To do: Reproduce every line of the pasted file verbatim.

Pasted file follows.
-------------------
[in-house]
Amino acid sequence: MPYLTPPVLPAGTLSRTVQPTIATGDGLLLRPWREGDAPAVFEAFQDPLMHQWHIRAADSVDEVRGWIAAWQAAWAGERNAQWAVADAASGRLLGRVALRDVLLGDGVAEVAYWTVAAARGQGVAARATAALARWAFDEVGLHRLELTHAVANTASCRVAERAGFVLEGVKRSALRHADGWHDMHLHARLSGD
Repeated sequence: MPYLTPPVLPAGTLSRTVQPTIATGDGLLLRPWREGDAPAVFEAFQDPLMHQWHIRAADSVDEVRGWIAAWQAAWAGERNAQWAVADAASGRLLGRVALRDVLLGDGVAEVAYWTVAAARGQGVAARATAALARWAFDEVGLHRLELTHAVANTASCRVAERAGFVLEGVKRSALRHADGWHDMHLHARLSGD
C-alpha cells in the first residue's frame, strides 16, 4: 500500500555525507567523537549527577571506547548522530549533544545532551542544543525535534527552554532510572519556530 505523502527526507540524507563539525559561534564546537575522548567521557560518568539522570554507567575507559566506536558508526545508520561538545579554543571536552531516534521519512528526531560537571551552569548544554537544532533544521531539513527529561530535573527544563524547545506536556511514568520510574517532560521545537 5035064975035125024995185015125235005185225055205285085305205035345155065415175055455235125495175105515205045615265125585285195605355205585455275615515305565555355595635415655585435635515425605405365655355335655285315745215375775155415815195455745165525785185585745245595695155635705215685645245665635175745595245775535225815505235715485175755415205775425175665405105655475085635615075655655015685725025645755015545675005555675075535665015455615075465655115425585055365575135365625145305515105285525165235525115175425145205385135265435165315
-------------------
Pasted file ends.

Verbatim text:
[in-house]
Amino acid sequence: MPYLTPPVLPAGTLSRTVQPTIATGDGLLLRPWREGDAPAVFEAFQDPLMHQWHIRAADSVDEVRGWIAAWQAAWAGERNAQWAVADAASGRLLGRVALRDVLLGDGVAEVAYWTVAAARGQGVAARATAALARWAFDEVGLHRLELTHAVANTASCRVAERAGFVLEGVKRSALRHADGWHDMHLHARLSGD
Repeated sequence: MPYLTPPVLPAGTLSRTVQPTIATGDGLLLRPWREGDAPAVFEAFQDPLMHQWHIRAADSVDEVRGWIAAWQAAWAGERNAQWAVADAASGRLLGRVALRDVLLGDGVAEVAYWTVAAARGQGVAARATAALARWAFDEVGLHRLELTHAVANTASCRVAERAGFVLEGVKRSALRHADGWHDMHLHARLSGD
C-alpha cells in the first residue's frame, strides 16, 4: 500500500555525507567523537549527577571506547548522530549533544545532551542544543525535534527552554532510572519556530 505523502527526507540524507563539525559561534564546537575522548567521557560518568539522570554507567575507559566506536558508526545508520561538545579554543571536552531516534521519512528526531560537571551552569548544554537544532533544521531539513527529561530535573527544563524547545506536556511514568520510574517532560521545537 5035064975035125024995185015125235005185225055205285085305205035345155065415175055455235125495175105515205045615265125585285195605355205585455275615515305565555355595635415655585435635515425605405365655355335655285315745215375775155415815195455745165525785185585745245595695155635705215685645245665635175745595245775535225815505235715485175755415205775425175665405105655475085635615075655655015685725025645755015545675005555675075535665015455615075465655115425585055365575135365625145305515105285525165235525115175425145205385135265435165315